The Surprising Benefits of a Bad Boss

Difficult bosses are everywhere, but Korn Ferry CEO Gary Burnison says there are ways to capitalize on the experience.

Gary Burnison is the CEO of Korn Ferry and author of "The Leadership Journey: How to Master the Four Critical Areas of Being a Great Leader."

Hating the boss is practically a national pastime.

People love to gripe about the bad ones, relishing in watercooler stories of “check out what happened this time!” There’s certainly no shortage of examples in the bad boss hall of shame:

  • Two-Faced Tony, who promises you the promotion is “in the bag!” But when he calls a staff meeting, you’re stuck cutting the “congratulations” cake for your co-worker, who landed “your” new gig.
  • Insincere Irene, who has never, in the five years you’ve worked together, asked about your family. At the last company social event, she called your spouse by the wrong name—though they’ve met several times.
  • Colin the Clueless, who asks “how was your weekend?” and keeps walking as you explain you put down your beloved dog last night. “Cool. So when is this meeting—10 or 11?”
  • Do-as-I-Say Donna, who demands face time in the office five day a week from everyone, but works from home starting Thursday to beat the weekend traffic.
  • Ron the Reliable, who for three years has been promising your annual performance review will be “next week.”
  • Snake-in-the-Grass Stanley, who to your face says “don’t sweat it, you’re gold here.” Then you inadvertently overhear him say your name on a call about looming layoffs and the words “he’s toast.”

So what do you do? Your work life is miserable because of your boss, and your home life isn’t benefiting either. If you’re like most people, you’ll quit! The fact is, people don’t leave jobs—they leave bosses.

But not so fast... For one thing, people have trouble with bosses about half the time. So if you make a hasty career move, the grass may not be much greener in the next place.

The good news is a bad boss doesn’t last forever—either you or the boss will eventually leave. In the meantime, as strange as it may sound, surviving a boss who’s unreasonable, difficult, clueless, bumbling, etc. can be a great education.

Your experiences at work—the good, the bad, and the I’d-rather-not-talk-about-it—account for about 70% of your professional development. Another 20% comes from people you interact with, and that includes your bad boss. Only 10% is from formal training.

Enduring a bad boss is a crash course in how not to act and how not to treat people. It’s simply a lot easier to do the opposite of what a bad boss does (Lesson No. 1: Don’t be a jerk) than it is trying to emulate all the stellar qualities of a great boss.

Having a bad boss also bolsters your coping skills. And, believe me, you’re going to need them: One study I read showed that working for a terrible manager can be as detrimental to your health as secondhand smoke. So the more resilient you are in the face of boss adversity, the better (and healthier) you’ll be.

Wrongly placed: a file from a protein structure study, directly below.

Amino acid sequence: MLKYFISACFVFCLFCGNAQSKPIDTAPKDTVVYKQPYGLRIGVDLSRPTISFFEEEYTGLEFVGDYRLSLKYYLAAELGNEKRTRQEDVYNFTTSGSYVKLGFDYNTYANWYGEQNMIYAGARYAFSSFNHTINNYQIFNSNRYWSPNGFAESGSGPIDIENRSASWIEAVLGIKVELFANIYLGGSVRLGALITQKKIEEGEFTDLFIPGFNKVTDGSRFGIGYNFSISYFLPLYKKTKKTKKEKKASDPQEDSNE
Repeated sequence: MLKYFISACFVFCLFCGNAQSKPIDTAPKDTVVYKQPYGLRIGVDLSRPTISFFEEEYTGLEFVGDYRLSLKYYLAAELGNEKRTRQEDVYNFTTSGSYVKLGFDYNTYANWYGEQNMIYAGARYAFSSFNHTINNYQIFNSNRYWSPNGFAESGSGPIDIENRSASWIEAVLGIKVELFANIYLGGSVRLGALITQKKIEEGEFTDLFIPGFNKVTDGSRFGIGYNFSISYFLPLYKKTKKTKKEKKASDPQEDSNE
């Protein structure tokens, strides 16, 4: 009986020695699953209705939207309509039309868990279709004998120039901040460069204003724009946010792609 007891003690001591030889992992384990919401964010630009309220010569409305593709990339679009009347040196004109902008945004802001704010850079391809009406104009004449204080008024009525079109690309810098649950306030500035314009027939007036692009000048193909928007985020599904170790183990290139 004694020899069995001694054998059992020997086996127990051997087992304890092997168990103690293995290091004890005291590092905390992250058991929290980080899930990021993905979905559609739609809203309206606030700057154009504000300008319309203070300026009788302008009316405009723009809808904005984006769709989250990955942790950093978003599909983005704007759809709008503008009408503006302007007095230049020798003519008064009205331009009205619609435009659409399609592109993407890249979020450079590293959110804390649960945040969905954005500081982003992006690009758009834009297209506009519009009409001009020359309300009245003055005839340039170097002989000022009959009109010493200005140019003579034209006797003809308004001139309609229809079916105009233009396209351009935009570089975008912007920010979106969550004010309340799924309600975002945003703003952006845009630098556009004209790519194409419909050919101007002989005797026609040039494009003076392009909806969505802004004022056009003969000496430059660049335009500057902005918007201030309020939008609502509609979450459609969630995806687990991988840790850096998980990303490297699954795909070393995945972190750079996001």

You have a choice in what you do. That co-worker who just got the promotion you were promised needs your support to be successful. Taking the high road isn’t a one-way trip to martyrdom, it actually elevates you in the eyes of your peers and others—maybe even your boss’s boss.

And one day (not that you’d really wish for this), you may witness your bad boss stepping into a real mess. Here’s one of my favorite business parables.

A new CEO held his first town-hall meeting with employees. He charged up to the podium to show that he was the new boss and things were going to change. As the CEO spoke, he noticed a man in the corner who wasn’t paying attention. He had on jeans, a T-shirt, and a baseball cap on backward. The nerve of this guy!

The CEO called him out. “How much do you make a week?”

The guy shrugged. “About four hundred bucks.”

The CEO reached into his pocket, pulled out a thousand dollars in cash, and told the man he was “out of here!”

The guy counted the bills with a sly grin all the way to the door.

 After the meeting, the CEO called one of his senior vice presidents over and said, “I sure made an example of that guy.”

“Yeah, he was surprised,” the SVP replied. “By the way, that was Johnny, the pizza delivery guy who brought us lunch. He certainly appreciated the tip you gave him.”

The moral of the story: Bad bosses almost always have their comeuppance. But you don’t have to wait for the downfall. Learn all you can (especially what not to do), develop your skills, and become more resilient. In time (on average after about two years), you’ll be off to your next job—wiser and more experienced—leaving that bad boss behind.